He lowered his head to hers, touching his lips against her mouth. She thought he would kiss her, but then water poured through her mouth, into her lungs, through her whole body, cold and icy and painful and wonderful. She had an instant to think, “I’ll die with them,” and then her skin was torn from her body in pain so intense it took her awareness with it.


(A Marriage of Land and Sea is forming up to be a short novel/long novella. It’s actually shaping up to be a trilogy, and chances are really, really good that those of you subscribed to the story subscription for book one will get free copies of books two and three when they’re ready . . . just sayin’ . . . )

Well, that’s not exactly what I expected.

I cannot believe it’s almost 2015. As the last days of 2014 are counting down, I’m facing some pretty exciting — and scary — realizations. I’m sitting with a whole book sketched out, a three book series planned, and a timeline for getting the material written that I believe I can actually manage while working full time. I’m realizing/admitting/finally ready to embrace what it means that in order to do this I need to focus.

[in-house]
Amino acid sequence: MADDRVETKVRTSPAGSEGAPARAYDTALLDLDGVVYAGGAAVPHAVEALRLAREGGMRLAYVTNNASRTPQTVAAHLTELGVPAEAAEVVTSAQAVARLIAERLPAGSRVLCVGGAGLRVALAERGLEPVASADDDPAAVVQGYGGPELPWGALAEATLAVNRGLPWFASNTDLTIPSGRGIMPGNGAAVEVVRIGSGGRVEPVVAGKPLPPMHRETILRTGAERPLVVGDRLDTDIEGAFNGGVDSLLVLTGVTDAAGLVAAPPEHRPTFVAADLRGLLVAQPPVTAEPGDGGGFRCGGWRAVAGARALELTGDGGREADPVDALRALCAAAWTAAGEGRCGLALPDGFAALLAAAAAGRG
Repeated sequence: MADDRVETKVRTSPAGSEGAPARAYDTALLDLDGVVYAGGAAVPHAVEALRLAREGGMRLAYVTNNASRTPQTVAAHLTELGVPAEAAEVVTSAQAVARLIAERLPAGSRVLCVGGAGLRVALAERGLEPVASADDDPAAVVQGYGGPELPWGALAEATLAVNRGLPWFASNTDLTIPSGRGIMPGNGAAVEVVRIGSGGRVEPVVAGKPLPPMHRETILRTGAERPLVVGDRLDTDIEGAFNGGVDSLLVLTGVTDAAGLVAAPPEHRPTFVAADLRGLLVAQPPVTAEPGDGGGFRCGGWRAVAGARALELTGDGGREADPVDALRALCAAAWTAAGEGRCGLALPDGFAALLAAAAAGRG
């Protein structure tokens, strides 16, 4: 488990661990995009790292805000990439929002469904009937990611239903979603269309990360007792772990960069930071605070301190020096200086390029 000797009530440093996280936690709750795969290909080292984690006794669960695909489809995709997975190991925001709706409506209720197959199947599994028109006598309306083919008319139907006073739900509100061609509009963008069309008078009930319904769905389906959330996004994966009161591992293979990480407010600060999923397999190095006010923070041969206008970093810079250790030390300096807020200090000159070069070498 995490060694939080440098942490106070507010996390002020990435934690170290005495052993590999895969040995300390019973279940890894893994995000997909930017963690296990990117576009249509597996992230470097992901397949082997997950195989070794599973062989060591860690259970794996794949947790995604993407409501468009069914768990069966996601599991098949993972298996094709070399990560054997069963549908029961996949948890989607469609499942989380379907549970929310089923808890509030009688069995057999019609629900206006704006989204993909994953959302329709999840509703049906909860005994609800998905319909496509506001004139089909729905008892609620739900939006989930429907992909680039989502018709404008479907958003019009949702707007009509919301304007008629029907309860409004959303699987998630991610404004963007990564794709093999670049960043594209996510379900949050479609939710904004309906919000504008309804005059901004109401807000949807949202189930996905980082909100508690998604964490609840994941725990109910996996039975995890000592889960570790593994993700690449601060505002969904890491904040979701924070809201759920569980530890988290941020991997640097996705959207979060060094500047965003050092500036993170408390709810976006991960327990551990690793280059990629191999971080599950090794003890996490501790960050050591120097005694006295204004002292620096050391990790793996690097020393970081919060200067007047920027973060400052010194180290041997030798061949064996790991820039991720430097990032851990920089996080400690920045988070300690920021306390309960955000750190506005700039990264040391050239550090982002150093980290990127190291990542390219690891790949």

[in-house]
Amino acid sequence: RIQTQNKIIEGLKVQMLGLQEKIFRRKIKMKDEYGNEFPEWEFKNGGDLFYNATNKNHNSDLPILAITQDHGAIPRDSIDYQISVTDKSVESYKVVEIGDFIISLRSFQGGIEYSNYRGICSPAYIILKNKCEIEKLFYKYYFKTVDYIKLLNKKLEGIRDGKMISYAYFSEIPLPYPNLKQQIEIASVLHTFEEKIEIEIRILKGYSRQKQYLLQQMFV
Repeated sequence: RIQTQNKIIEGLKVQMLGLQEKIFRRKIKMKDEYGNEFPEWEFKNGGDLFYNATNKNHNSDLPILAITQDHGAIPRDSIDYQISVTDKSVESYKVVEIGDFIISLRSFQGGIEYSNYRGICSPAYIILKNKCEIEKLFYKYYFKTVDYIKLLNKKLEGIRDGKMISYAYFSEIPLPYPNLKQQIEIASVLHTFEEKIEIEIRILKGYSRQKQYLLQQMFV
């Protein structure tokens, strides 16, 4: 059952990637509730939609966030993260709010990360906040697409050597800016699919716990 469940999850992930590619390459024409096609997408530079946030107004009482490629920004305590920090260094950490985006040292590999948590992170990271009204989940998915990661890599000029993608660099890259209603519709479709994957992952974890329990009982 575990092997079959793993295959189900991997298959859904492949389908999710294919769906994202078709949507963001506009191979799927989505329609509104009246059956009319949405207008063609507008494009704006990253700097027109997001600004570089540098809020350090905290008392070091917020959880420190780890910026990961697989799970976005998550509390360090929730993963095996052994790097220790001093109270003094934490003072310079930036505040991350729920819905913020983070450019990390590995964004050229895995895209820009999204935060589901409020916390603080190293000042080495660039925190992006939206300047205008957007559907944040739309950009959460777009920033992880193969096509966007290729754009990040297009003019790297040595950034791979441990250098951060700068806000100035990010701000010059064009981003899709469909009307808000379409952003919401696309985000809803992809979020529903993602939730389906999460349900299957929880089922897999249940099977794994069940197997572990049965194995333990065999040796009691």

2014 was going to be my year to Write All the Things. Going in to 2014 I knew I wanted to get material churned out, with the goal of getting stuff published in 2015. I was going to get A Marriage of Land and Sea written. I thought I’d have Born of Flame written, and the next books in that series, and there was the witches coven series of novellas I wanted to write. I was going to get the material stockpiled and then spend 2015 publishing stuff while continuing to write. That was the goal. It was a good goal. I liked it.

I can’t say that 2014 was a bad writing year — you all know by now how grateful I am for the success of my story subscription, and I’ve written over 100k worth of words of new material. I want to keep the story subscription going (which is why those of you signed up for it are getting to see A Marriage of Land and Sea first) but I also want to find time for getting more material out there. I can’t find time, so I’m taking time.

I don’t want to be that person that only interacts when I’m taking about stuff I’m trying to sell . . . but until these books are done, that’s what I’m going to be, so far as social media platforms are concerned. Deadlines, you know.

My inbox will remain open, and will be the best place to reach me, though I do hope you’ll forgive if my response time is slow. I appreciate everyone’s patience, understanding, and support!